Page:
Five Ways to Privatize the Public Nature of Divorce

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Divorce is an emotionally taxing and highly intimate process in a couple’s life, so it’s no surprise that family law attorneys are often engaged in a balancing act to cater to a client’s emotional needs while discerning the legal issues in the case. To add to this balancing act, divorce proceedings are a matter of public record. The thought of personal divorce documents being accessible to family, friends and employers can make even the most low-conflict divorcing couple nervous. Because the line between emotional and legal issues in family law cases is often blurred from the client’s perspective, it is sometimes critical to apprise the court of unsavory information regarding the divorce so that court is able to see the big picture.

Given the sensitive nature of divorce pleadings, the following are a few steps attorneys can take to alleviate client anxieties regarding the public nature of one of the most personal events in a couple’s life.

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1. Limit the content of court filings. In divorce proceedings when the parties are emotionally charged, it can be tempting to editorialize a client declaration with comments about the other party’s character and shortcomings. Generally, a legal declaration is not the time or place to assassinate the other party’s character or air out grievances unrelated to the subject request. Sometimes, however, incorporating colorful facts is key to ensuring the court has all of the information it needs to make an order on an informed basis. This is especially true when clients are adamant about incorporating certain emotional aspects into a court pleading. Attorneys should have an open dialogue with their client to assess whether the information provides any legal support to the underlying request and whether there is a possibility that it may have the opposite of the intended effect (i.e., aggravating the judicial officer assigned to the matter). It’s easy to allow emotions to take over, and while there may be a momentary satisfaction of incorporating personal details in a declaration, once the information is out there, there’s no turning back.

2. Consider your spouse’s public persona and career. Part and parcel with limiting content in court filings, if either party is a prominent member of the community, an executive of a large company, or simply a recognizable figure in the public realm, the attorneys should be cognizant of the media and the possibility of the pleadings being published by a news source or website. Accordingly, it may not be wise to make allegations in a court pleading that may harm an opposing party’s career, unless it is critical to the request being made to the court (i.e., a discussion regarding a spouse’s substance abuse may be relevant to a request for child custody, but may also be harmful to the spouse’s career). These delicate situations require a nuanced and thought-out analysis of the benefits and risks of including such sensitive topics.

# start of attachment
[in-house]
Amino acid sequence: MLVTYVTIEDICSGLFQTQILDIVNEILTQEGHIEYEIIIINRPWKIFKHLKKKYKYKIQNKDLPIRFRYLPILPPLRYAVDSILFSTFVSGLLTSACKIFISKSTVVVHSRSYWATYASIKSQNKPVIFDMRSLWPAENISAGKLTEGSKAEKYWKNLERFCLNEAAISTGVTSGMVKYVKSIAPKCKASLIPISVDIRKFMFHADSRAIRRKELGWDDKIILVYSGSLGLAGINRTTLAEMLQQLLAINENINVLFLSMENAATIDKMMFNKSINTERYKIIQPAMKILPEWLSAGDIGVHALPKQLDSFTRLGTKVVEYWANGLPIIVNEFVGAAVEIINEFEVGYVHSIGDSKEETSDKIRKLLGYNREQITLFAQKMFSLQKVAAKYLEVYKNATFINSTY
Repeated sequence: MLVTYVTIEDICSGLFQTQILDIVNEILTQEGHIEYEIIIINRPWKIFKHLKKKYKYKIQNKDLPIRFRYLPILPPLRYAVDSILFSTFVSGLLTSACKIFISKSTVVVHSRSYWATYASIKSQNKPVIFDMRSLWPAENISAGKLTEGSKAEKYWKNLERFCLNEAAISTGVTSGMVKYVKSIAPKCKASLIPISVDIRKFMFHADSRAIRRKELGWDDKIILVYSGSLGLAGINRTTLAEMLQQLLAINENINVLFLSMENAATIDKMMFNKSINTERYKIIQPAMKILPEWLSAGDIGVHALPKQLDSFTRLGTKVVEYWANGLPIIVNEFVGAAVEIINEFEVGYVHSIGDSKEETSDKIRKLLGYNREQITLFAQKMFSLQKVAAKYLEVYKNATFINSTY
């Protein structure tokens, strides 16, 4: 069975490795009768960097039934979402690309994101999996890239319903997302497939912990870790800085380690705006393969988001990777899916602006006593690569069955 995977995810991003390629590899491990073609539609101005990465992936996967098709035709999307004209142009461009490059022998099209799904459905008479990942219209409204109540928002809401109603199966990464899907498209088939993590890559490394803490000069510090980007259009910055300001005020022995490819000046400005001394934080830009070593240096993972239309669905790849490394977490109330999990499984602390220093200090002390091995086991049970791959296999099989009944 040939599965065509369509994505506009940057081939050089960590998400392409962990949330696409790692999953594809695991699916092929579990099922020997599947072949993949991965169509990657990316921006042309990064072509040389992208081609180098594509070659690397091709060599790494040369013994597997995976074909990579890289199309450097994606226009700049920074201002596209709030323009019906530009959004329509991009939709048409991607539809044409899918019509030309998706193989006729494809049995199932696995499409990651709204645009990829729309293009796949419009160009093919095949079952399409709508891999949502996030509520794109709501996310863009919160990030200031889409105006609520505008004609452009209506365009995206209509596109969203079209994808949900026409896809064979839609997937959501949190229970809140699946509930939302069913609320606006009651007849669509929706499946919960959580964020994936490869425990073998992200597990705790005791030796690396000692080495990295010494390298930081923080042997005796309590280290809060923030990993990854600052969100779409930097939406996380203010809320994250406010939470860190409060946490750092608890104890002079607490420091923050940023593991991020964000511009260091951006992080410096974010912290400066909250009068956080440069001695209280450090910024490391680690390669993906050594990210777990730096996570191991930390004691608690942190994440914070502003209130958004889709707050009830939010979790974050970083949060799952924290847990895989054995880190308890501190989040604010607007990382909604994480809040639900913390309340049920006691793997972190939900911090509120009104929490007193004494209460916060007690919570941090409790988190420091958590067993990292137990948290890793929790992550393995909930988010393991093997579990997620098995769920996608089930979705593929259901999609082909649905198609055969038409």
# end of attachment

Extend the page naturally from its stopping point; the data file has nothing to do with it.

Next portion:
3. The courthouse is open to the public. Courthouses are open to the public, so it is likely that there will be spectators during the divorce proceeding. Courtrooms generally post a calendar regarding their daily docket outside the courtroom, which can be viewed and accessed by anyone even passing the hallway.

4. Be extra careful when filing financial documents. California Rules of Court, Rule 1.201 mandates that the party or counsel filing financial documents with the court redact financial account numbers or social security numbers with the exception of the last four digits. Given the public nature of divorce documents, this is one way the state has taken steps “to protect personal privacy and other legitimate interest.” While an inadvertently unredacted document can be subsequently redacted by engaging the appropriate court procedures, failure to cure an unredacted document may be grounds for sanctions.

5. Consider entering into a Confidentiality Agreement or Protective Order. Although a confidentiality agreement does not change the public nature of a divorce proceeding, they are sometimes prepared in cases involving high profile parties or businesses owned by the parties in order to preclude disclosure of sensitive documents to third parties. Confidentiality agreements may be entered into to prevent irreparable harm from occurring as it relates to the disclosure of sensitive information. A confidentiality agreement does not seal a divorce file, but it may have the effect of deterring a party from filing a certain document that has been marked as confidential in the case. When a confidentiality agreement is in place, rather than file the documents designated as confidential with the court, the parties bring the necessary documents to court on the hearing date or simply lodge the same in order to avoid a permanent public filing. Lucy Vartanian

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